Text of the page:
Do you expect some sort of a reinterpretation or a better understanding of what Pope Paul VI did at that time?
I believe that at least there will be a beginning to open up and understand better how the concept of responsible parenthood can dialogue with the real experience and difficulty of the people in their actual life situations. I hope that attempt will be there.
That will create better situation where the teaching of the Church will become Gospel to the married people.
Yeah. Whether it is a secular teaching or not is not the primary question; rather, it is whether people are listened and whether they are understood.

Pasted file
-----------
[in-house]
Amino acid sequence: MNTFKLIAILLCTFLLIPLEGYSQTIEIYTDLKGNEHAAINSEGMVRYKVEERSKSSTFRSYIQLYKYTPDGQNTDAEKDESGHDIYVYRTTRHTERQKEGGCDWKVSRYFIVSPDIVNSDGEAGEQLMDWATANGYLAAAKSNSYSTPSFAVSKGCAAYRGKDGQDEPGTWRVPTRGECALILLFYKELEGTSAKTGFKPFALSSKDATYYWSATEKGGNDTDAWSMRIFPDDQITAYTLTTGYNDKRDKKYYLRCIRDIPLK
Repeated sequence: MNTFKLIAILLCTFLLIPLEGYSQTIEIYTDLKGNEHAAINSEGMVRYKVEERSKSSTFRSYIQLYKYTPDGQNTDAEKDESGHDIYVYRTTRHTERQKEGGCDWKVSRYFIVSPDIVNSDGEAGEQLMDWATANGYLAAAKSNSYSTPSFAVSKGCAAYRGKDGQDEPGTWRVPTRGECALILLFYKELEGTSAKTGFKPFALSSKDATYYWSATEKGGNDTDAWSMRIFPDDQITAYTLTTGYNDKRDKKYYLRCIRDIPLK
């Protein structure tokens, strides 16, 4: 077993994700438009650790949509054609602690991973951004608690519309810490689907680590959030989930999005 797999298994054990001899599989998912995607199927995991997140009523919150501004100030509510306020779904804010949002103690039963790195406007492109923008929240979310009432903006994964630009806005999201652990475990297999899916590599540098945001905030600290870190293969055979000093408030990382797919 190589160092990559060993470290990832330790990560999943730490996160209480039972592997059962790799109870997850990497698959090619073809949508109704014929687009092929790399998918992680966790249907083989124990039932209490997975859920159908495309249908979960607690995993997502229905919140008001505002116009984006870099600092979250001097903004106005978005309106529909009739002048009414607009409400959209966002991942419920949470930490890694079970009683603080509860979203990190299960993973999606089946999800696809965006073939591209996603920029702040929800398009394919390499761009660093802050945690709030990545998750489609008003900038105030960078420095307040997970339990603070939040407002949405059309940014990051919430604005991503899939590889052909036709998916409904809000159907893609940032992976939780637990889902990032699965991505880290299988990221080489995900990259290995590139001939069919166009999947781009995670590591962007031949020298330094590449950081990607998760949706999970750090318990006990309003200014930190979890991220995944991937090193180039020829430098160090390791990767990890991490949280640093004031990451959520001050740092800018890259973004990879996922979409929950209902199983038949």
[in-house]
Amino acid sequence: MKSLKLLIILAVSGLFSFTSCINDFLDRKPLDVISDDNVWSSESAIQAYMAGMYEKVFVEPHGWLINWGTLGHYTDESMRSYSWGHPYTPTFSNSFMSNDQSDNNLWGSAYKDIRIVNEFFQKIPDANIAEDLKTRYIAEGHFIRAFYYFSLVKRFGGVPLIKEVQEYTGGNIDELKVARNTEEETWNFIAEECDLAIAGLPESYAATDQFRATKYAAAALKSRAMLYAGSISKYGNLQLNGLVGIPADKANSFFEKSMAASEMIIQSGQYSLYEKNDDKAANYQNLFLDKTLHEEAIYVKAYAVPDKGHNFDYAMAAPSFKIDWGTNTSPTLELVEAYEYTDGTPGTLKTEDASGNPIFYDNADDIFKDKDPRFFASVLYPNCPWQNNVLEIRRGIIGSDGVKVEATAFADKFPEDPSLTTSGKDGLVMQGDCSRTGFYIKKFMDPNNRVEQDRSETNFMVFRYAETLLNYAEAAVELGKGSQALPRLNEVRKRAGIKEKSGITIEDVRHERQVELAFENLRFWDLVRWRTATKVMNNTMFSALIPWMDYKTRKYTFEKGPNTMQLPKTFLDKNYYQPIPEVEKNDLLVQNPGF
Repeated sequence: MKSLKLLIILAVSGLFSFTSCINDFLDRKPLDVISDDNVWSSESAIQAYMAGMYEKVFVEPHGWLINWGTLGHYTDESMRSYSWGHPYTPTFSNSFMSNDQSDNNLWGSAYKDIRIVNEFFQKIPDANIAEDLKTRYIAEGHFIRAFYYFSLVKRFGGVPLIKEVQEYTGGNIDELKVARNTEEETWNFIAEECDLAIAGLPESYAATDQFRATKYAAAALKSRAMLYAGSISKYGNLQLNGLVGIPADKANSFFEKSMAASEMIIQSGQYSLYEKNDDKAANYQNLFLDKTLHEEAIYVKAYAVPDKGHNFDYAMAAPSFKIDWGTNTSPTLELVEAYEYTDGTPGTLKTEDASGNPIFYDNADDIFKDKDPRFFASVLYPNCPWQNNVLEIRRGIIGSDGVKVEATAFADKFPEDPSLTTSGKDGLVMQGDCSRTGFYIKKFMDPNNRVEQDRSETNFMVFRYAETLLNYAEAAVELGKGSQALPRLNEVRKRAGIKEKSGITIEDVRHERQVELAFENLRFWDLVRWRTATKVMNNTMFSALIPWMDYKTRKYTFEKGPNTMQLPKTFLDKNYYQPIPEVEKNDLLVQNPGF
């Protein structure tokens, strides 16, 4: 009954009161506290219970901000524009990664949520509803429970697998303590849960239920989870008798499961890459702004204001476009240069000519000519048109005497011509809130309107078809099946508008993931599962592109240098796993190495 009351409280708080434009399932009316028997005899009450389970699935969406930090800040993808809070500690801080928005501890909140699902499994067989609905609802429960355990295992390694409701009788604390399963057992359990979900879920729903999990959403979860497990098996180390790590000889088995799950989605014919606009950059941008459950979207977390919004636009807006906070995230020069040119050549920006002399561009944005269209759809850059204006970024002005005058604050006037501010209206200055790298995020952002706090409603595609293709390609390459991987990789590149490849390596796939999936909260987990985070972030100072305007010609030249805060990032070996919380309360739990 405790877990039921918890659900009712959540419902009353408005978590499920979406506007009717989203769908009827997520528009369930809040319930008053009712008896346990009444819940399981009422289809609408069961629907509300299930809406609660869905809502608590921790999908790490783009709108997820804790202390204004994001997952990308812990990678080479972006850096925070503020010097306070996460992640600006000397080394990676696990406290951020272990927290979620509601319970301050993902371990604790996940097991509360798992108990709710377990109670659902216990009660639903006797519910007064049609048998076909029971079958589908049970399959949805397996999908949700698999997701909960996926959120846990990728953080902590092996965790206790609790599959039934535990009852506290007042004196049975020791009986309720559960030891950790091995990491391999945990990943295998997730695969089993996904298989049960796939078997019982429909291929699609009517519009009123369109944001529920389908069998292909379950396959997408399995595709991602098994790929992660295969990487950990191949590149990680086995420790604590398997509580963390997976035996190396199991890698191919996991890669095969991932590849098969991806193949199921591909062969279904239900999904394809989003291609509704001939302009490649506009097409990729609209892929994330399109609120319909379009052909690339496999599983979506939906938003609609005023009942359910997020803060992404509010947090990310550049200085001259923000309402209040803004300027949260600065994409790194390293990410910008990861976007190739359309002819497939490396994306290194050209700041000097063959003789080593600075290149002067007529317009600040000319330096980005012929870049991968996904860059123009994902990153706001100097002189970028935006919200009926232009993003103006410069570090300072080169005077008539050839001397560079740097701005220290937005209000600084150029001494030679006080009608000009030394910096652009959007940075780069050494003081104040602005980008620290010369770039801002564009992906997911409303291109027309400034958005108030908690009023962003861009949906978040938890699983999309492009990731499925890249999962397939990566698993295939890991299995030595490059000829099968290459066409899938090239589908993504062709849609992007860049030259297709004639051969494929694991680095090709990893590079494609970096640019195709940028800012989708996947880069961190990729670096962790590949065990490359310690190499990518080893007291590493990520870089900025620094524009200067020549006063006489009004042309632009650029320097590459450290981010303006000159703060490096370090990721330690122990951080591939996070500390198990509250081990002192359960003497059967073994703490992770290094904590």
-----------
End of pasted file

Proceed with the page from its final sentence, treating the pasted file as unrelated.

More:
Even in India, we know well the situation of our own married sisters and brothers. The Pope’s approach tells that we have to teach them, guide them and help them in the family life showing a different attitude.
Yeah, that is the question: how do we communicate? It is not merely the message that we communicate; how we communicate is equally important. Change in the language or style is very important. That is why for the Synod the first step is listening. Only by listening we can look into Christ. From there, we begin the discussion. Whether the immediate step to follow is decision making, that I do not know.
How do you see the issue of the divorced and remarried couples in the Church? Though this may not be a big problem in Kerala, it is a real problem in the Western countries and even in Africa.